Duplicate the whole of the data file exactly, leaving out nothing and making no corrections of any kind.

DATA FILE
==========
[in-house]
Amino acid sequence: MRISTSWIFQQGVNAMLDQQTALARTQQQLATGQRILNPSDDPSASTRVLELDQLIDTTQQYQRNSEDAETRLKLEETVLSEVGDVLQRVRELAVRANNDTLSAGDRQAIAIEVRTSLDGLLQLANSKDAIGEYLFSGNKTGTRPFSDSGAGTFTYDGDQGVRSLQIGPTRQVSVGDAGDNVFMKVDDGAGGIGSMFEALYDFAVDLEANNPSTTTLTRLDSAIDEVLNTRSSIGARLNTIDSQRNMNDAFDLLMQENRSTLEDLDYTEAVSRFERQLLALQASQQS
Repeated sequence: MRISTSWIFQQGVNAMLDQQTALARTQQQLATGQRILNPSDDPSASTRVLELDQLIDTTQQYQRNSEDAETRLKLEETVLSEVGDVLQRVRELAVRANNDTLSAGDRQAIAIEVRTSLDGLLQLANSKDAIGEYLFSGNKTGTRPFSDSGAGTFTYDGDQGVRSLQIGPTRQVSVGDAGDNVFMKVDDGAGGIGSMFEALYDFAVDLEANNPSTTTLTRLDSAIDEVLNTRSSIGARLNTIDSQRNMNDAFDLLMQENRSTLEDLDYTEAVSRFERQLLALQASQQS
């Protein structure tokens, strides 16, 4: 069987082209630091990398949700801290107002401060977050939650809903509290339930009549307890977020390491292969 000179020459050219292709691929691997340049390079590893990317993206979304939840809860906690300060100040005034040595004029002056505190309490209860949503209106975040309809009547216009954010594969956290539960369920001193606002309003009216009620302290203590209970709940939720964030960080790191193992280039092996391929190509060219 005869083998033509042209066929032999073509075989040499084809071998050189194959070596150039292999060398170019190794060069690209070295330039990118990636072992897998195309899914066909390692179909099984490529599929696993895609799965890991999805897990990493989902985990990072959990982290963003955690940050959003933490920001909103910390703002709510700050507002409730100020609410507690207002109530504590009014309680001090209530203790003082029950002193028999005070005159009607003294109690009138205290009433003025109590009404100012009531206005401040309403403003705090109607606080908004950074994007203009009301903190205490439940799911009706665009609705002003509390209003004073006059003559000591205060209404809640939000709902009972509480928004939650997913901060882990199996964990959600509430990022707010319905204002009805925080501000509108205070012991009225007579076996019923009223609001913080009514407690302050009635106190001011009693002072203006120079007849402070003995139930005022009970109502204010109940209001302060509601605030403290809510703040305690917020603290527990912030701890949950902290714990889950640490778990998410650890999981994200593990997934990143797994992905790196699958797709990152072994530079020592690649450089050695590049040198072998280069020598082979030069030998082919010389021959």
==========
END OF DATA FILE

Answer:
[in-house]
Amino acid sequence: MRISTSWIFQQGVNAMLDQQTALARTQQQLATGQRILNPSDDPSASTRVLELDQLIDTTQQYQRNSEDAETRLKLEETVLSEVGDVLQRVRELAVRANNDTLSAGDRQAIAIEVRTSLDGLLQLANSKDAIGEYLFSGNKTGTRPFSDSGAGTFTYDGDQGVRSLQIGPTRQVSVGDAGDNVFMKVDDGAGGIGSMFEALYDFAVDLEANNPSTTTLTRLDSAIDEVLNTRSSIGARLNTIDSQRNMNDAFDLLMQENRSTLEDLDYTEAVSRFERQLLALQASQQS
Repeated sequence: MRISTSWIFQQGVNAMLDQQTALARTQQQLATGQRILNPSDDPSASTRVLELDQLIDTTQQYQRNSEDAETRLKLEETVLSEVGDVLQRVRELAVRANNDTLSAGDRQAIAIEVRTSLDGLLQLANSKDAIGEYLFSGNKTGTRPFSDSGAGTFTYDGDQGVRSLQIGPTRQVSVGDAGDNVFMKVDDGAGGIGSMFEALYDFAVDLEANNPSTTTLTRLDSAIDEVLNTRSSIGARLNTIDSQRNMNDAFDLLMQENRSTLEDLDYTEAVSRFERQLLALQASQQS
């Protein structure tokens, strides 16, 4: 069987082209630091990398949700801290107002401060977050939650809903509290339930009549307890977020390491292969 000179020459050219292709691929691997340049390079590893990317993206979304939840809860906690300060100040005034040595004029002056505190309490209860949503209106975040309809009547216009954010594969956290539960369920001193606002309003009216009620302290203590209970709940939720964030960080790191193992280039092996391929190509060219 005869083998033509042209066929032999073509075989040499084809071998050189194959070596150039292999060398170019190794060069690209070295330039990118990636072992897998195309899914066909390692179909099984490529599929696993895609799965890991999805897990990493989902985990990072959990982290963003955690940050959003933490920001909103910390703002709510700050507002409730100020609410507690207002109530504590009014309680001090209530203790003082029950002193028999005070005159009607003294109690009138205290009433003025109590009404100012009531206005401040309403403003705090109607606080908004950074994007203009009301903190205490439940799911009706665009609705002003509390209003004073006059003559000591205060209404809640939000709902009972509480928004939650997913901060882990199996964990959600509430990022707010319905204002009805925080501000509108205070012991009225007579076996019923009223609001913080009514407690302050009635106190001011009693002072203006120079007849402070003995139930005022009970109502204010109940209001302060509601605030403290809510703040305690917020603290527990912030701890949950902290714990889950640490778990998410650890999981994200593990997934990143797994992905790196699958797709990152072994530079020592690649450089050695590049040198072998280069020598082979030069030998082919010389021959």